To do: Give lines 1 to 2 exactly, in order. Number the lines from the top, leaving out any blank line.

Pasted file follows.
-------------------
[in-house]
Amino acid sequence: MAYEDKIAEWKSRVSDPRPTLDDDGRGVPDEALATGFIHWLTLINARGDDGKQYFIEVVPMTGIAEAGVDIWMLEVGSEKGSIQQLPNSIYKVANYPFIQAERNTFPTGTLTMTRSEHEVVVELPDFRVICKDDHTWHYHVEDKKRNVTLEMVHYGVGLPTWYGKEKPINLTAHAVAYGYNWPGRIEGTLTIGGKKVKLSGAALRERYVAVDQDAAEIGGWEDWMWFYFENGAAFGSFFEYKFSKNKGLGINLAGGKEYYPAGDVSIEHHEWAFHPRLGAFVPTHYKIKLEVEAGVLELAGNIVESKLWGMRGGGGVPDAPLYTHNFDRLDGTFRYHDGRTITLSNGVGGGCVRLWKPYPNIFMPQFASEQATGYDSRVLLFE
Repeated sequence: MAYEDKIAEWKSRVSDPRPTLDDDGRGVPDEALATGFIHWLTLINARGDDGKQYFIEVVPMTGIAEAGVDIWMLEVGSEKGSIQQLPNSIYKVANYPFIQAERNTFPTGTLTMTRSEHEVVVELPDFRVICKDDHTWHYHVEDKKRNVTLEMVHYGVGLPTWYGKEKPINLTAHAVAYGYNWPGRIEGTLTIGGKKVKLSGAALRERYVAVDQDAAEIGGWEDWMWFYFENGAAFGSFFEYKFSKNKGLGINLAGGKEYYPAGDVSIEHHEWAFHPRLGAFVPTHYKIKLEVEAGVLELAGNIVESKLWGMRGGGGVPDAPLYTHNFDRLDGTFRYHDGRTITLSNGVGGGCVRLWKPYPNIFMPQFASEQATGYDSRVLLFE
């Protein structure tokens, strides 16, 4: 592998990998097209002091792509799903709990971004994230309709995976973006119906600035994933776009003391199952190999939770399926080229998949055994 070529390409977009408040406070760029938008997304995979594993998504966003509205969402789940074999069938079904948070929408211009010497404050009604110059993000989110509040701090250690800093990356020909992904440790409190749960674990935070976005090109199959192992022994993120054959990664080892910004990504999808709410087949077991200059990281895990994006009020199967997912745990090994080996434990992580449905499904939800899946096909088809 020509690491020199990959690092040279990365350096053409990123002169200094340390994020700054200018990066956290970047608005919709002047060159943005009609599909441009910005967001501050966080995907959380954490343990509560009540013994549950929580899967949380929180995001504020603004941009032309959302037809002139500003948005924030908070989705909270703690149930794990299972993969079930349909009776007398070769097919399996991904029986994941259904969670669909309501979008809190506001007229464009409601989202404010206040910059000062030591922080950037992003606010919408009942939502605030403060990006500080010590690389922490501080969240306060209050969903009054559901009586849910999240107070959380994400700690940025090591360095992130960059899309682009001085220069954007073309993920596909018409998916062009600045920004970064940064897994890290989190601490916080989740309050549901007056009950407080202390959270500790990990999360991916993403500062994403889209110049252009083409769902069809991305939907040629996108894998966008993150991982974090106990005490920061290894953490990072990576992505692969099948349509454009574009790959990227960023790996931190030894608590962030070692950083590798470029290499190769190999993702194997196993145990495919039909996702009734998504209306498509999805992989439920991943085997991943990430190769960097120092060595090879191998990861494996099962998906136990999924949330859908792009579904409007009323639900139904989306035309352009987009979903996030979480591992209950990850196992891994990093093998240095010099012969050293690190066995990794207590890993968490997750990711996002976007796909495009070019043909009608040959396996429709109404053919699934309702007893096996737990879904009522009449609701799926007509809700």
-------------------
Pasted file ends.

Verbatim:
[in-house]
Amino acid sequence: MAYEDKIAEWKSRVSDPRPTLDDDGRGVPDEALATGFIHWLTLINARGDDGKQYFIEVVPMTGIAEAGVDIWMLEVGSEKGSIQQLPNSIYKVANYPFIQAERNTFPTGTLTMTRSEHEVVVELPDFRVICKDDHTWHYHVEDKKRNVTLEMVHYGVGLPTWYGKEKPINLTAHAVAYGYNWPGRIEGTLTIGGKKVKLSGAALRERYVAVDQDAAEIGGWEDWMWFYFENGAAFGSFFEYKFSKNKGLGINLAGGKEYYPAGDVSIEHHEWAFHPRLGAFVPTHYKIKLEVEAGVLELAGNIVESKLWGMRGGGGVPDAPLYTHNFDRLDGTFRYHDGRTITLSNGVGGGCVRLWKPYPNIFMPQFASEQATGYDSRVLLFE